Solar Eclipse: What You Need to Know

What Is a Partial Solar Eclipse?

During a partial solar eclipse, only a portion of the Sun is obscured by the Moon. Imagine the Sun with a little “bite” taken out of it. Unlike a total solar eclipse, where the Sun’s face is completely blocked, during a partial eclipse, some sunlight still reaches us.

Safety First: Protecting Your Eyes

Monday is expected to be a cloudy day with light rain in the VCH region. However, it's important to take precautions during a solar eclipse. Looking at the Sun during an eclipse can be extremely dangerous, as our natural reflexes may not be as effective due to the reduced light. The Sun's intense radiation can cause severe damage to the eyes, especially for children, as their eyes let in more light to the retina than adult eyes. Therefore, it's crucial to avoid looking directly at the Sun during the eclipse and keep young children and other vulnerable persons indoors with the blinds down. You can watch the eclipse live online. If you decide to organize a learning opportunity around the eclipse, ensure that you follow safety recommendations for safe viewing.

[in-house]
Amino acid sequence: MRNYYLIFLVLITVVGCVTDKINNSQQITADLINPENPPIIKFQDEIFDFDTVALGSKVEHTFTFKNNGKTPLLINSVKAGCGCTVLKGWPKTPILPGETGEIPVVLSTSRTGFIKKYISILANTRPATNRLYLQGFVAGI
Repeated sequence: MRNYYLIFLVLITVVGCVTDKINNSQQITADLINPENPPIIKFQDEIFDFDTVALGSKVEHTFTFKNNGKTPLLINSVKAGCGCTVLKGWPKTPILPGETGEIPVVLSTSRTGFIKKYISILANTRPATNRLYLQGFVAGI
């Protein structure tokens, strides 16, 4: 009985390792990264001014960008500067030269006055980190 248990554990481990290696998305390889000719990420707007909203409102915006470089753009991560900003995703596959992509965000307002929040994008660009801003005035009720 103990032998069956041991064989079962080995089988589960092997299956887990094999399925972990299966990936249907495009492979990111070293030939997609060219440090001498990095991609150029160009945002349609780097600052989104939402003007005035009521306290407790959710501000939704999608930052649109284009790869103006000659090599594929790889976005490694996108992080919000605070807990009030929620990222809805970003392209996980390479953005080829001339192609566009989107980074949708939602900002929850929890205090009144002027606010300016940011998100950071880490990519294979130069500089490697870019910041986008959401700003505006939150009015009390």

• Avoid direct viewing: Never look directly at the eclipse under any circumstances.
  • Only use safe viewers: Only view the eclipse if you have safe viewers and filters that meet the international standard ISO 12312-2.
  • Avoid homemade filters: Do not use homemade filters, sunglasses, ski goggles, camera lenses, smoked glass, photographic film, or x-ray film by themselves or in combination with a binocular or telescope.
  • Pinhole projector: If you don’t have eclipse viewers that meet the international standard, create a pinhole projector and focus on the projected image, not the sun itself.
  • Always supervise children and other vulnerable persons in care.


For more information, see:

Canadian Space Agency: How to safely watch a solar eclipse - Canadian Space Agency (

Canadian Association of Optometrists:

Student Project: How to Make a Pinhole Camera | NASA/JPL Edu